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At the Toronto Foundation’s Vital Signs report launch event (from left) Jay Pitter, award-winning placemaker and author, and grassroots leaders Bri Gardner and Mussarat Ejaz.supplied

Toronto gained an additional 77,000 residents last year, making it the fastest growing city in North America. But along with the population gain came community pain, according to the 17th edition of Toronto’s Vital Signs report released recently by the Toronto Foundation, an organization that aims to connect philanthropy to community needs and opportunities. The report reveals the harsh realities of a city facing increasingly entrenched inequality despite massive growth. Youth, newcomers and racialized communities are experiencing significantly worse outcomes when compared with white, long-time residents across the 10 issues areas examined by the report.

Toronto Foundation president and CEO Sharon Avery says in spite of the way many Torontonians see themselves, the city doesn’t work for everyone.

“In fact, for a growing majority, life in the city poses a serious struggle, and the trend lines suggest things will get worse before they get better,” she says. “For those who think that things are no tougher today, Toronto’s Vital Signs is a wake-up call. We’ve compiled more data than ever before, and the evidence is clear: inequality is the new normal.”

While the city’s GDP grew by 3.2 per cent annually between 2011 and 2016 – almost twice the national growth rate – income and wealth disparity widened, exacerbated by the stagnant incomes of racialized populations, newcomers and young people who have had no inflation-adjusted increases over the last 30 years. In contrast, Canadian-born, white residents have seen their incomes rise by as much as 60 per cent, according to the report.

“The report confirms that the old ways aren’t working. New voices and new actors are needed at the table to fight inequality,” says Ms. Avery.

“Many small and mid-sized charities in Toronto are doing the tough work to fight inequality, but need more financial support to scale up their successes,” says Ms. Avery. “That’s why we’ve launched the Toronto’s Vital Signs Grants, which will recognize 25 Toronto community leaders and organizations for their visionary work tackling quality of life issues in the city each year.”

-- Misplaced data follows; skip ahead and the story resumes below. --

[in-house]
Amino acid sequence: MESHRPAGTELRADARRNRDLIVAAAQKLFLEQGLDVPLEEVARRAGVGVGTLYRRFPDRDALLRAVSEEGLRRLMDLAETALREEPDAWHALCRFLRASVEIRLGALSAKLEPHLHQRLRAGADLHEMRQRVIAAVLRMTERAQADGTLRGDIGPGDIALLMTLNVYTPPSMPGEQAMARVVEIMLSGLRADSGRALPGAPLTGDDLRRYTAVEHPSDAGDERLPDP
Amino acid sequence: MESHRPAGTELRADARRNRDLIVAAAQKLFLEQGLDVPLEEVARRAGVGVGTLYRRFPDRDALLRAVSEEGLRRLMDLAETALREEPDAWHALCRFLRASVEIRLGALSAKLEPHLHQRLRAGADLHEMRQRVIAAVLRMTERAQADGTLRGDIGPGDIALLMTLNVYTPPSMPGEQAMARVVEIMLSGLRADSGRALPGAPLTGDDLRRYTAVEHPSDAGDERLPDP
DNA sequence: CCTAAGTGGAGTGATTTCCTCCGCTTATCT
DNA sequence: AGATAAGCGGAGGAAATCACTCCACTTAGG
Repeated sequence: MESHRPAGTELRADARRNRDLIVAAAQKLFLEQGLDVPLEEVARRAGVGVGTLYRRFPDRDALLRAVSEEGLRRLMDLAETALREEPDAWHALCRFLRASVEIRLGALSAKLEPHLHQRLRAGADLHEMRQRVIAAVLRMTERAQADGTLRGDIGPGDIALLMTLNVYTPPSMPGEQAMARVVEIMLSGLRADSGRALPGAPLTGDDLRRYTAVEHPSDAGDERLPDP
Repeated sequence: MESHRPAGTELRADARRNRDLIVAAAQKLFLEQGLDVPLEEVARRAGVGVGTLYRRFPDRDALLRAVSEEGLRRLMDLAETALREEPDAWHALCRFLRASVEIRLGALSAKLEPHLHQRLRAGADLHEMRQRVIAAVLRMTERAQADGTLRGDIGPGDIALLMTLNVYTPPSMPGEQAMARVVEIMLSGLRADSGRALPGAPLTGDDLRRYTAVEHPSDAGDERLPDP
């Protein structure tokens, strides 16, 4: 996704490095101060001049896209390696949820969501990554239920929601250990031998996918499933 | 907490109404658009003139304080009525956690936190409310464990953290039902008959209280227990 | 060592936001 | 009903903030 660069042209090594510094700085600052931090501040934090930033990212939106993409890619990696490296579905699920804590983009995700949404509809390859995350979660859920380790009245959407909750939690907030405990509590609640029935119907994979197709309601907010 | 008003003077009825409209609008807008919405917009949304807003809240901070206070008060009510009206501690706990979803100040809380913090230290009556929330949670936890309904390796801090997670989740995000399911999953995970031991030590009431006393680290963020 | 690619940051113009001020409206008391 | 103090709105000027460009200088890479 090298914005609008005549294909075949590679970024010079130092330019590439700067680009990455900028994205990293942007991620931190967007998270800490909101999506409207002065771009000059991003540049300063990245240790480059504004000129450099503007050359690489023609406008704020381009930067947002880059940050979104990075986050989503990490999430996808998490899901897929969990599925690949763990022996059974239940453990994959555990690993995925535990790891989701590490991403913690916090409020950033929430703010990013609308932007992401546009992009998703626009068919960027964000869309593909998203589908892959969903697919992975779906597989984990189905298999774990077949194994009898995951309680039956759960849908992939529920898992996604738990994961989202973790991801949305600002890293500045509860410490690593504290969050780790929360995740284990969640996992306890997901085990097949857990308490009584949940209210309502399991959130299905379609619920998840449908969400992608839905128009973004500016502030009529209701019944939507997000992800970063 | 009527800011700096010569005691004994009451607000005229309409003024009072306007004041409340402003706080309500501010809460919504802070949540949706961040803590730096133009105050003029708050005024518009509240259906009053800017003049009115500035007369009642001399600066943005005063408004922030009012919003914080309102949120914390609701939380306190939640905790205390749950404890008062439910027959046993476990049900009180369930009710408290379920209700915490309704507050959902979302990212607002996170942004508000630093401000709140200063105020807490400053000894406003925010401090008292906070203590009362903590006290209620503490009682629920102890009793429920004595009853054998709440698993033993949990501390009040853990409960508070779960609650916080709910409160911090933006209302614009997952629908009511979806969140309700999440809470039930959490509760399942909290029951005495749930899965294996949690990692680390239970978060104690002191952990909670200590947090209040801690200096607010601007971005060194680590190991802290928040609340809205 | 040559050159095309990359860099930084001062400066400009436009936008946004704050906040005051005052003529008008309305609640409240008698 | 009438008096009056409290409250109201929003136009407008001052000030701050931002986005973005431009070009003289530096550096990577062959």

“We want to build a culture of reciprocity in this city,” she says.

Other key finding in the report that illustrate the divide include:

  • Toronto is regularly listed as one of the best places to live, but housing prices have grown four times faster than income.
  • While there have been new investments in transit, two-thirds of unemployed residents live in parts of the city with low access to transit, making it harder for people without jobs to find jobs.
  • More people are feeling a sense of connection and belonging to the city but are volunteering less of their time, and those earning less are contributing a higher percentage of their income.
  • Torontonians are physically healthier and have a higher life expectancy than other Canadians, but the city is also one of the least happy cities in Canada with a growing youth mental health crisis and low life satisfaction.
  • Toronto is among the most educated cities in the world, but high school students in the lowest income groups are three times more likely to drop out than those in the highest income groups.
  • After a decade of decreasing crime rates, major crimes have been increasing in Toronto and the rest of Canada, although it is still far lower than 15 years ago. However, Toronto’s highest crime neighbourhoods have more than 50 times the rate of crime as the lowest.

The report was reviewed by 25 of the city’s grassroots leaders who provided their feedback. It also reflects the feedback from scores of individuals and includes policy recommendations from experts in the sector.

Advertising feature produced by Randall Anthony Communications. The Globe’s editorial department was not involved in its creation.